A node is a single VMware ESX/ESXi host that hosts virtual machine desktops in a VMware View deployment.

VMware View is most cost-effective when you maximize the consolidation ratio, which is the number of desktops hosted on an ESX/ESXi host. Although many factors affect server selection, if you are optimizing strictly for acquisition price, you must find server configurations that have an appropriate balance of processing power and memory.

There is no substitute for measuring performance under actual, real world scenarios, such as in a pilot, to determine an appropriate consolidation ratio for your environment and hardware configuration. Consolidation ratios can vary significantly, based on usage patterns and environmental factors. Use the following guidelines:

As a general framework, consider compute capacity in terms of 8 to 10 virtual desktops per CPU core. For information about calculating CPU requirements for each virtual machine, see Estimating CPU Requirements for Virtual Desktops.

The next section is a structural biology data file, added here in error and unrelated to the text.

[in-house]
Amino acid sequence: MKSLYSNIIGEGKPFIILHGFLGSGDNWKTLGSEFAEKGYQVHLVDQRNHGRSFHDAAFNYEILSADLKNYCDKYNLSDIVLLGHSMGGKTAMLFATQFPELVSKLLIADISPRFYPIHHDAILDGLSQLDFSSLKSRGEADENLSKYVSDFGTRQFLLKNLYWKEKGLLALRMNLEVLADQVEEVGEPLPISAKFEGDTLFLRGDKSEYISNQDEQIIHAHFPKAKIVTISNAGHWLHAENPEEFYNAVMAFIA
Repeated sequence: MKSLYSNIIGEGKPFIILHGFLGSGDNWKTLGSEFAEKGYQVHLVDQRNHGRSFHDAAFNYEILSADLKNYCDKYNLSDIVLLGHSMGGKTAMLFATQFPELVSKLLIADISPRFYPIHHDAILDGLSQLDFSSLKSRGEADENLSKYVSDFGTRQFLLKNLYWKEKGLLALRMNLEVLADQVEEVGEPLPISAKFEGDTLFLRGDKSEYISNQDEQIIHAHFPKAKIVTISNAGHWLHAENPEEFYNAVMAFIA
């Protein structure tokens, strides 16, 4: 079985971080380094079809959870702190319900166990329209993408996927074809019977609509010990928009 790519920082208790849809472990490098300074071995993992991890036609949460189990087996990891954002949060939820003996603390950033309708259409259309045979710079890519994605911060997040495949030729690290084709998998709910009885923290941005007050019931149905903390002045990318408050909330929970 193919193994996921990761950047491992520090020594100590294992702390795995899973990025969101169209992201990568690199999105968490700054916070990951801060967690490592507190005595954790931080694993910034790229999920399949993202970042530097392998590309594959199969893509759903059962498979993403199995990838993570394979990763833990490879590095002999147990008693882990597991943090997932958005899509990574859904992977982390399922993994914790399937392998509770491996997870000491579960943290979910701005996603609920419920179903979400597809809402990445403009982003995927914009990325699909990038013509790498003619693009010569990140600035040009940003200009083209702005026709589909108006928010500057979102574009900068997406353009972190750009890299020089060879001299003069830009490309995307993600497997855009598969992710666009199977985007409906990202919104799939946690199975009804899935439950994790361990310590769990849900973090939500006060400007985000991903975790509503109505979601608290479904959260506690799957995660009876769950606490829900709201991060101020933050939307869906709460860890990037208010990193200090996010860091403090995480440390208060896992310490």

Think of memory capacity in terms of virtual desktop RAM, host RAM, and overcommit ratio. Although you can have between 8 and 10 virtual desktops per CPU core, if virtual desktops have 1GB or more of RAM, you must also carefully consider physical RAM requirements. For information about calculating the amount of RAM required per virtual machine, see Estimating Memory Requirements for Virtual Desktops.

Note that physical RAM costs are not linear and that in some situations, it can be cost-effective to purchase more smaller servers that do not use expensive DIMM chips. In other cases, rack density, storage connectivity, manageability and other considerations can make minimizing the number of servers in a deployment a better choice.

Finally, consider cluster requirements and any failover requirements. For more information, see Determining Requirements for High Availability.

For information about specifications of ESX/ESXi hosts in vSphere, see the VMware vSphere Configuration Maximums document.